The Lawyer Africa Elite 2014 features an in-depth look at 46 leading independent firms’ strategies in 15 key sub-Saharan jurisdictions, as well as the views of in-house counsel from some of Africa’s largest companies... Read more
This year, The Lawyer’s annual ranking of the largest UK law firms by turnover is available as an interactive, digital benchmarking tool. For the first time this will allow you to manipulate each data set against the metrics of your choice.
Barclays general counsel Mark Harding said the demands would now be rolled out for every firm across the 10 specialist panels the bank uses. Some US-based multinationals already request diversity statistics, but Barclays is understood to be the first UK company to take the step. A poll by The Lawyer of some of the 25 firms on Barclays' panels brought mixed results.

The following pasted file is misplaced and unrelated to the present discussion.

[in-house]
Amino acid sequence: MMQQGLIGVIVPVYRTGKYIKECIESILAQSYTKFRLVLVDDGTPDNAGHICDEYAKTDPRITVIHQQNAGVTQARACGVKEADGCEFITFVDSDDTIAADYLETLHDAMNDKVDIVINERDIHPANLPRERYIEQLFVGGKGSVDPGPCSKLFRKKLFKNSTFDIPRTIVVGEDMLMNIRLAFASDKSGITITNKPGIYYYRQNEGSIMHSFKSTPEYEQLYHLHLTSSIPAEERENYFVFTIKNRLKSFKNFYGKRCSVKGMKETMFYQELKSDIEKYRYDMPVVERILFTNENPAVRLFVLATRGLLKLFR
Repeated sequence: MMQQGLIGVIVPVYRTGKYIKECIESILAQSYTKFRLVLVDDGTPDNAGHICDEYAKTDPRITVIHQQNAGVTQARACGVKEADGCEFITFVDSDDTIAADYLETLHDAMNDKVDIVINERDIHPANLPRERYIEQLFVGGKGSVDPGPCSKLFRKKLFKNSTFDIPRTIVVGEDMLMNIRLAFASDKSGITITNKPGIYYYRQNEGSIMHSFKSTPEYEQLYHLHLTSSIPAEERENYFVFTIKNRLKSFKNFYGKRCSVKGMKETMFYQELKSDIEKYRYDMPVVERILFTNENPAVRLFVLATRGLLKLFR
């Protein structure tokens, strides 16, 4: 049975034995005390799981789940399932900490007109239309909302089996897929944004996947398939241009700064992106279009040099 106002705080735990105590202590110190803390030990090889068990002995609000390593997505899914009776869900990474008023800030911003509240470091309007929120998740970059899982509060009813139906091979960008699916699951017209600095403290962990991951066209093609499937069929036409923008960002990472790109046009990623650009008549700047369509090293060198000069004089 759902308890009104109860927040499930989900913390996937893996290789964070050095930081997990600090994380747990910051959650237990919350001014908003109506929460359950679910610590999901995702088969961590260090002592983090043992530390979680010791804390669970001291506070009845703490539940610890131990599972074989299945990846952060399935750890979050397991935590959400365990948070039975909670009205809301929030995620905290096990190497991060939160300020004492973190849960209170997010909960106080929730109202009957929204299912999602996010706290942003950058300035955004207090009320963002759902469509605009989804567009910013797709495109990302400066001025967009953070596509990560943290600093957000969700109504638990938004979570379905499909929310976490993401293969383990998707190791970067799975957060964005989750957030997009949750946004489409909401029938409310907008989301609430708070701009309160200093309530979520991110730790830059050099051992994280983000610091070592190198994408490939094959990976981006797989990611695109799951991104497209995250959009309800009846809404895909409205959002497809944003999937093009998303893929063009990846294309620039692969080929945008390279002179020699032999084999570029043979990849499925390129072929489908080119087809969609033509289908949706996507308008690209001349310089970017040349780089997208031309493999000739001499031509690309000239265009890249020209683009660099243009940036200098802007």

Slaughter and May practice partner David Frank said: "It's not unlike asking about a firm's pro bono work. It's an increasing trend and, if the client demands it, they will get what they want."
While Frank said his firm had the statistics to hand and had been asked for them before, Withers partner John Riches said: "I have to show my ignorance and confess I don't know what you mean when you say 'diversity'."
Slaughters is on Barclays' structured capital markets panel, while Withers is on the wealth structuring and fiduciary panel.
As chair of the General Counsel 100 Group, a committee of legal heads from FTSE100 companies, Harding is expected to bring the issue to the top of the agenda for in-house departments and their law firms.
He said it was "at least a five-year project" to bring diversity levels up to an acceptable standard.
"The truth is, it won't be fixed until we're getting a good mix coming through our law schools and into the major law firms," he said.
Harding admitted that his own legal function, which has established an equality and diversity committee, failed on ethnic diversity, although he was confident the company had a good gender mix.